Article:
Rich People Who've Married Someone Poorer Reveal What Surprised Them Most
Studies show you can only truly comprehend the income classes directly above and below you. Meaning if someone makes more money than the person who is already making more money than you, then their lifestyle makes ZERO sense. Money can make things tricky and marrying someone from a different income bracket can make things trickier.
Reddit user, u/knakworst36, wanted people living the life to help us understand when they asked:
Rich people of reddit who married someone significantly poorer, what surprised you about their (previous) way of life?
When You Don't Know What A Vacation Is
I fell in love with my uni best friend who really didn't have any money.
When I got a job, for my birthday I decided to plan a holiday and offered to bring him along. It didn't even occur to me that this was his first ever holiday he'd ever taken. His family could never afford it growing up, and he'd never really thought to do it as an adult.
"I like to look at everything I could have."Giphy
My husband grew up in a family where they were comfortable but on a strict budget. Six kids and mom on disability. My family had no budget.
One day we were at the grocery store and he always insists on walking up and down every aisle. I finally lost it because he was taking so long and asked him why he did it.
"Growing up we could only spend $100 a week on groceries for all of us. I always had to put what I wanted back because we couldn't afford it. Now I can afford whatever I want so I like to look at everything I could have."
Took him 10 years to tell me this. I felt like a terrible person.
This Isn't A Subway
When I made him a sandwich I only put one thin slice of meat in it. He couldn't believe that was how I had sandwiches growing up.
My wife grew up not poor, but not very well off, and a good snack for her was a spoon of just peanut butter. I had never used peanut butter as anything but in combination with at least SOMETHING else, ie bread. It's little things like that.
You Can Do Almost Everything
My experience is from the opposite perspective, I was the poor one. It absolutely floored me how my wife acts when something broke like a car, appliances, clothes, etc.
As a child living below the poverty line, replacing a tire or other necessities was a disaster, requiring tricky trade offs in the budget or just plain acceptance of just how boned you were.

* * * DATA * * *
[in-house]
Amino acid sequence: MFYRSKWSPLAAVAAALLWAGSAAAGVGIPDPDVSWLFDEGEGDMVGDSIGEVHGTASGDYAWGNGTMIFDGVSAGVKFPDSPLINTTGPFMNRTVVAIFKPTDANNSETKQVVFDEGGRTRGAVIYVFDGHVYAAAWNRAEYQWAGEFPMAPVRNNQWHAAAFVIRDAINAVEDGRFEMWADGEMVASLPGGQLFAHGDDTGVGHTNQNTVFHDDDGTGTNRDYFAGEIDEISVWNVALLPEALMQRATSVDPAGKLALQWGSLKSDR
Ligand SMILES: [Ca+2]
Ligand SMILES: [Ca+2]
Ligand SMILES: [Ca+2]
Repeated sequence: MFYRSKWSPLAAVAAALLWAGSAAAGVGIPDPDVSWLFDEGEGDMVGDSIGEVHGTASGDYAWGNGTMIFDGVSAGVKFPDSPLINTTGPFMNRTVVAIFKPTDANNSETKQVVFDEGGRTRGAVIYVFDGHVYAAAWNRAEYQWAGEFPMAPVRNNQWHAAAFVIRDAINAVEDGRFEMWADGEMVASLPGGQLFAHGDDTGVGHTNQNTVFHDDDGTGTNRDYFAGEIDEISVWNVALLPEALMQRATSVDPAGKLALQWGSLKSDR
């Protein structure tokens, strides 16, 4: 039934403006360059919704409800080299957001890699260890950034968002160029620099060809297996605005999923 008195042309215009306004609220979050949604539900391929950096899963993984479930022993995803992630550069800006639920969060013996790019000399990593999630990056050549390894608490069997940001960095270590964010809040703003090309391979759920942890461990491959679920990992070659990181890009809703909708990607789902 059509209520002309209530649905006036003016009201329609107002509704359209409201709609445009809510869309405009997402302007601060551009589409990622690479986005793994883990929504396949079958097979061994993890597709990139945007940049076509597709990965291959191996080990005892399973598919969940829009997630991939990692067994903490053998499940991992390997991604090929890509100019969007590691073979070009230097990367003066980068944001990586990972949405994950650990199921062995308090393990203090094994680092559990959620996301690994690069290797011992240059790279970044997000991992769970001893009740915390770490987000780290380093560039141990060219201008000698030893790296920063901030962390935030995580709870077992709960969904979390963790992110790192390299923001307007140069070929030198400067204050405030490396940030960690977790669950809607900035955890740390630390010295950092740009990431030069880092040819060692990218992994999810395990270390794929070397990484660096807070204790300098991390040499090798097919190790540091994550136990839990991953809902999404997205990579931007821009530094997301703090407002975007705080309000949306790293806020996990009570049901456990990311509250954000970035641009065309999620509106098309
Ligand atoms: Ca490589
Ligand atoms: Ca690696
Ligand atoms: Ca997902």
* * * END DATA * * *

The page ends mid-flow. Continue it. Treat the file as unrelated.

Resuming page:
When my wife's phone broke, I went into full panic mode while she shrugged and said: "we can just [get] a new one this afternoon". And then we did.
Sometimes It Can Be Better
I'm from the poorer family (not super poor, but my in-laws have a stupid amount of money so by comparison I'm very poor), but I think I can answer for her.
We have two young kids, and my wife was shocked when I said we should look for clothes and toys for them at local flea markets and garage sales. The idea never occurred to her that we could save money by getting some gently-used items, she had never even been to a garage sale in her life.
She has grown to love them and now questions whether it is worth it to buy any item "new" or not before running to Amazon or a store. Her parents think it's disgusting we make our kids wear clothes that another child had before, but they don't pay my bills.
There's A Reason She Doesn't Like Camping
Honestly, food insecurity.
When we were first married she would get visibly uneasy if the food in the house was running low. She never overate or anything, she was just always concerned about it. A lot of times when she was younger, she went hungry.
On the humorous side though, she hates camping. Her answer is always the same: I [never] camped because it was fun, she camped because they couldn't afford hotels.
When A Meal Reminds You
Hamburger Helper. She hates it because it would be her meal 5x a week growing up.
I had never even seen HH before I went to college and love that stuff. 10 for $10 deals are awesome.
Bouncing Between Too Much To No Control
She grew up in a middle class family where snacks were very rarely bought and foods were often hidden/locked under key for 'important' events/guests.
She is earning excellent money now, extremely passionate (and successfully following a fitness path as a lifestyle) and constantly building a strong, healthy body :)
She is however struggling with food binge. She has periods of times when she is very rational with her intakes and follows her goals. But every few days/weeks she goes completely irrational on snacks and sabotaging all her fitness work.
She also always buys too much food of the same kind on the weekly food shopping and we think it's because of the lack of food availability in her childhood.
When You Just Want To Show Them A Good Time
My wife comes from a very poor family ( no running water, outhouse etc )
My parent's kitchen furniture costs more than their house.